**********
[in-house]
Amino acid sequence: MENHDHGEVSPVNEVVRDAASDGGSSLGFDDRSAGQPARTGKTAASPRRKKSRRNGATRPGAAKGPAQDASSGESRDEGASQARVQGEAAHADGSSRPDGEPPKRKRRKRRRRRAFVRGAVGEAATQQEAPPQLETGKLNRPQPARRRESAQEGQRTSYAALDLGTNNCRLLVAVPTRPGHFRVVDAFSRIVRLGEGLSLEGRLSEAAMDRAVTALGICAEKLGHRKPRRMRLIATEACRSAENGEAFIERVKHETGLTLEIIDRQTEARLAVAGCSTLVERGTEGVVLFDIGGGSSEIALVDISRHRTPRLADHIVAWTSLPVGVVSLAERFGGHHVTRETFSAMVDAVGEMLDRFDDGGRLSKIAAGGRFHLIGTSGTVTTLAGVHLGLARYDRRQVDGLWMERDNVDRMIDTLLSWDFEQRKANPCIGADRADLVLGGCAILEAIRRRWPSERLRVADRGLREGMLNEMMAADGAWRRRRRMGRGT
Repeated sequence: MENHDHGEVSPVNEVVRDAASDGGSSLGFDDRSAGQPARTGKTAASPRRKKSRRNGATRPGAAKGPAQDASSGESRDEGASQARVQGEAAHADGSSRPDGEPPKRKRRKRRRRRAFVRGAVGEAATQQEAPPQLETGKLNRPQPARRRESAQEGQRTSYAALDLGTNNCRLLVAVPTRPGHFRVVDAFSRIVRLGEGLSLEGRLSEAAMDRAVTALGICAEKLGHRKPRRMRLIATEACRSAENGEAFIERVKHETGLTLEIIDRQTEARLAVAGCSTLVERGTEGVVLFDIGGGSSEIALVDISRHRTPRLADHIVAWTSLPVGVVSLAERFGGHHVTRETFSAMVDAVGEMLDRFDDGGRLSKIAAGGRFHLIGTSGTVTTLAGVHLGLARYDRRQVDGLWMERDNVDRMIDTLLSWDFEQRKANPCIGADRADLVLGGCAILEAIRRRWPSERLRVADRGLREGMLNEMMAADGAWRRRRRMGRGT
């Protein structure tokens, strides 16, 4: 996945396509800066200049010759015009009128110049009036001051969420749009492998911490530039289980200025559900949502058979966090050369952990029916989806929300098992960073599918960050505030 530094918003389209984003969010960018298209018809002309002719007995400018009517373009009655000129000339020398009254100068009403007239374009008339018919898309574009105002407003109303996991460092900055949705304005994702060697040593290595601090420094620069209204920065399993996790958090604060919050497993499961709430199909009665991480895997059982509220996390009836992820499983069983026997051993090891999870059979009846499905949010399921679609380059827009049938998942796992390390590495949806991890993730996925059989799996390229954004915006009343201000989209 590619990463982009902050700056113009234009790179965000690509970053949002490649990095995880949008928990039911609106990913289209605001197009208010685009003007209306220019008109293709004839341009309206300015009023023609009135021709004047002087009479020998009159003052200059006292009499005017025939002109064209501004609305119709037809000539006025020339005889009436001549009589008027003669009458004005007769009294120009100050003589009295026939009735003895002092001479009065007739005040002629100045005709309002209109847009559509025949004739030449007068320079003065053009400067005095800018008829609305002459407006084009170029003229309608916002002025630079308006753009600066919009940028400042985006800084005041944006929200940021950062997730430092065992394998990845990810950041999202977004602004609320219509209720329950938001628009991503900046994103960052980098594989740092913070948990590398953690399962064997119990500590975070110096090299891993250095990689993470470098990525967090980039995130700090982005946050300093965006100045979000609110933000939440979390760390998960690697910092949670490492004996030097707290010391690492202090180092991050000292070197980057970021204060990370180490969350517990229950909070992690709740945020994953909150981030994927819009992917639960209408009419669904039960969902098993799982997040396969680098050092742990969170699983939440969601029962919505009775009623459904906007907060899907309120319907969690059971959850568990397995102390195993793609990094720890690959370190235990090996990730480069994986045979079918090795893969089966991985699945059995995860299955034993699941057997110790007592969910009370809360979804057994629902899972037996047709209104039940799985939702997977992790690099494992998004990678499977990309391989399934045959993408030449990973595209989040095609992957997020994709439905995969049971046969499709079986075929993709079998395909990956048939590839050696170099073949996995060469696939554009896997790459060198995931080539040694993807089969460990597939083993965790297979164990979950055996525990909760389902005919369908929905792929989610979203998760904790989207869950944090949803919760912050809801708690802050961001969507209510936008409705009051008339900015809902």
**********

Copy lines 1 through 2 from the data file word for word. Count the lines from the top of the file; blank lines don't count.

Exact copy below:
[in-house]
Amino acid sequence: MENHDHGEVSPVNEVVRDAASDGGSSLGFDDRSAGQPARTGKTAASPRRKKSRRNGATRPGAAKGPAQDASSGESRDEGASQARVQGEAAHADGSSRPDGEPPKRKRRKRRRRRAFVRGAVGEAATQQEAPPQLETGKLNRPQPARRRESAQEGQRTSYAALDLGTNNCRLLVAVPTRPGHFRVVDAFSRIVRLGEGLSLEGRLSEAAMDRAVTALGICAEKLGHRKPRRMRLIATEACRSAENGEAFIERVKHETGLTLEIIDRQTEARLAVAGCSTLVERGTEGVVLFDIGGGSSEIALVDISRHRTPRLADHIVAWTSLPVGVVSLAERFGGHHVTRETFSAMVDAVGEMLDRFDDGGRLSKIAAGGRFHLIGTSGTVTTLAGVHLGLARYDRRQVDGLWMERDNVDRMIDTLLSWDFEQRKANPCIGADRADLVLGGCAILEAIRRRWPSERLRVADRGLREGMLNEMMAADGAWRRRRRMGRGT